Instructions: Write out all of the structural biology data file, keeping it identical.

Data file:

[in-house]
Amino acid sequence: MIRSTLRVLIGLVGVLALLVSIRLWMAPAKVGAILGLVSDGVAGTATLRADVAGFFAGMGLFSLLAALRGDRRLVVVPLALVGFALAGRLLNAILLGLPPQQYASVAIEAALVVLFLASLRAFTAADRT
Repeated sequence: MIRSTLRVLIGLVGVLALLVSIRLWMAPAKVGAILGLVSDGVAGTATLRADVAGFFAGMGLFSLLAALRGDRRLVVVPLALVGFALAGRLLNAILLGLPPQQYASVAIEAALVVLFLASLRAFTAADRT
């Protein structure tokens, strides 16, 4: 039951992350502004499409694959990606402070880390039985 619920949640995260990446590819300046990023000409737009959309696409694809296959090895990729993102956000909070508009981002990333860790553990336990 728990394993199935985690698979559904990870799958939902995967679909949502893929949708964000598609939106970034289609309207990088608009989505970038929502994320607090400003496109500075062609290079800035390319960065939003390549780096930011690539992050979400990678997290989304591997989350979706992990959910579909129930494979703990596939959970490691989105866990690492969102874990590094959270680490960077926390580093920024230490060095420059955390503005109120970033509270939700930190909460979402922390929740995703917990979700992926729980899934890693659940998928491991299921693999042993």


[in-house]
Amino acid sequence: MIRSTLRVLIGLVGVLALLVSIRLWMAPAKVGAILGLVSDGVAGTATLRADVAGFFAGMGLFSLLAALRGDRRLVVVPLALVGFALAGRLLNAILLGLPPQQYASVAIEAALVVLFLASLRAFTAADRT
Repeated sequence: MIRSTLRVLIGLVGVLALLVSIRLWMAPAKVGAILGLVSDGVAGTATLRADVAGFFAGMGLFSLLAALRGDRRLVVVPLALVGFALAGRLLNAILLGLPPQQYASVAIEAALVVLFLASLRAFTAADRT
């Protein structure tokens, strides 16, 4: 039951992350502004499409694959990606402070880390039985 619920949640995260990446590819300046990023000409737009959309696409694809296959090895990729993102956000909070508009981002990333860790553990336990 728990394993199935985690698979559904990870799958939902995967679909949502893929949708964000598609939106970034289609309207990088608009989505970038929502994320607090400003496109500075062609290079800035390319960065939003390549780096930011690539992050979400990678997290989304591997989350979706992990959910579909129930494979703990596939959970490691989105866990690492969102874990590094959270680490960077926390580093920024230490060095420059955390503005109120970033509270939700930190909460979402922390929740995703917990979700992926729980899934890693659940998928491991299921693999042993």